Tutorial: How to become REUSE-compliant

This tutorial explains the basic methods of how to make a software project REUSE-compliant. By the end of this document, all your files will clearly have their copyright and licensing marked, and you will be able to verify this using a linter tool.

Making your project REUSE-compliant can be done in three simple steps:

  1. Choose and provide licenses
  2. Add copyright and license information to each file
  3. Confirm REUSE compliance

For the purpose of this tutorial, we will assume that the directory of your project looks like this:

project/
├── img/
│   ├── cat.jpg
│   └── dog.jpg
├── src/
│   └── main.c
├── .gitignore
├── Makefile
└── README.md

If you would like to reproduce the steps in this tutorial on your own computer, you can clone the example repository. The branch noncompliant matches the structure above, while the master branch is the successful result of this repository.

1. Choose and provide licenses

The first thing you need to do is to choose a license. For this tutorial, we assume that you chose the GNU General Public License v3.0 or any later version (GPL). More than simply choosing a license, you need to put the license in your project directory.

You find your license in the SPDX License List. SPDX is an open standard for communicating license and copyright information. Each license is uniquely identified by a shortform SPDX License Identifier. The SPDX License Identifier for your chosen license is GPL-3.0-or-later.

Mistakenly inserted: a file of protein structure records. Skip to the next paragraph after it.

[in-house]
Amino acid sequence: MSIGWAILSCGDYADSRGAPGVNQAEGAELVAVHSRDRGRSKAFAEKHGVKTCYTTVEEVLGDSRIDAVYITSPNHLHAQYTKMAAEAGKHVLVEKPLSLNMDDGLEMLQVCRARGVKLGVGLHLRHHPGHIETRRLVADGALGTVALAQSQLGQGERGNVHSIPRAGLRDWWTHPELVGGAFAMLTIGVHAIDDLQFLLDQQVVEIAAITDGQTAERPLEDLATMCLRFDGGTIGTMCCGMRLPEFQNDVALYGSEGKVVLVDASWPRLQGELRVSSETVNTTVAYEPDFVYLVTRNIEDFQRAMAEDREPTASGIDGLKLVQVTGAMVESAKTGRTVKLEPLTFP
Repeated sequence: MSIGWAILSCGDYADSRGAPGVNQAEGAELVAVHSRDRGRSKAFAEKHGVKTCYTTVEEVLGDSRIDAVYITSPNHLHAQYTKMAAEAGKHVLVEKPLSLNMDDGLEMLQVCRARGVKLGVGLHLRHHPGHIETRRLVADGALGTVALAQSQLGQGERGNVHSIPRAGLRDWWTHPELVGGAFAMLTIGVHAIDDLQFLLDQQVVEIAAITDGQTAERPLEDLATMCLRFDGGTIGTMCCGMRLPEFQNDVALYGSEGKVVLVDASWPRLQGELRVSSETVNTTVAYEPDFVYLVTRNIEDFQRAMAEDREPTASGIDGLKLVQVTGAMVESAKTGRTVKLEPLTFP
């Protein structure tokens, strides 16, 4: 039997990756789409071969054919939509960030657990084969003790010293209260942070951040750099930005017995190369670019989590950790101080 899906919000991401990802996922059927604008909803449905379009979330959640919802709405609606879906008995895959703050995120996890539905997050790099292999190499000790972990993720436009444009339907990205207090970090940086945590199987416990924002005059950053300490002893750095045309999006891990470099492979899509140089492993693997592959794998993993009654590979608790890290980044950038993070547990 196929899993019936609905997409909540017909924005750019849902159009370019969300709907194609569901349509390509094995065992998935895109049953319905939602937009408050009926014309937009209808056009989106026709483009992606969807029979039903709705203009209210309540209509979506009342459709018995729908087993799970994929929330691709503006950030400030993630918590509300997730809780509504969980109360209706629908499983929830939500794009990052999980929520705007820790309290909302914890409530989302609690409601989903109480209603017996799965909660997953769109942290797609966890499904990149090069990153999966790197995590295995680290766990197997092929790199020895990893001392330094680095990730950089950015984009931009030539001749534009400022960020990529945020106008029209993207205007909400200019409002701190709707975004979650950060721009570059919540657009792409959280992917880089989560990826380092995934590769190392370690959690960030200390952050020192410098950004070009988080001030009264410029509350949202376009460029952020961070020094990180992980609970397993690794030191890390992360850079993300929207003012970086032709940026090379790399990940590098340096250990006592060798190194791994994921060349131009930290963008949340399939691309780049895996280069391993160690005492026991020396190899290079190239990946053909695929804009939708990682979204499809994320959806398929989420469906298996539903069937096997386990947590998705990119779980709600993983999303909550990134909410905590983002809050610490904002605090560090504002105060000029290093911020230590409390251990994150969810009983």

You create a LICENSES directory in your project root which will contain all the licenses that you use in your project. You then download your license from the license-list-data repository and put it in the LICENSES directory.

2. Add copyright and licensing information to each file

Now that you have a license, you need to indicate in the relevant files that these files fall under that license. You edit the comment header of src/main.c as such:

/*
 * SPDX-FileCopyrightText: 2019 Jane Doe <jane@example.com>
 *
 * SPDX-License-Identifier: GPL-3.0-or-later
 */

The SPDX-FileCopyrightText tag records the publication years and copyright holder of the contents of the file. You can read more about which publication years to use and what copyright holders are in the FAQ.

The SPDX-License-Identifier tag is followed by a valid SPDX License Expression, typically just the SPDX License Identifier of the license.

Each file must always contain these two tags in the header. You are allowed to use the tags multiple times if you have multiple copyright holders or licenses.

In the example project, you also edit Makefile and README.md using this header information, but of course with corresponding comment syntax.

Binary and uncommentable files

You also want to license your image files under GPL-3.0-or-later. Unfortunately, images and other binary files do not have comment headers that one can easily edit. Other examples include automatically generated files and certain data and configuration files for which comments are non-trivial.

There is a simple trick to circumvent this. Create the files cat.jpg.license and dog.jpg.license, each containing the same information about license and copyright holder as above.

Change licensing information

You discover that the photos of the cat and the dog were not licensed under the GPL at all, but under Creative Commons Attribution 4.0 International, owned by Max Mehl.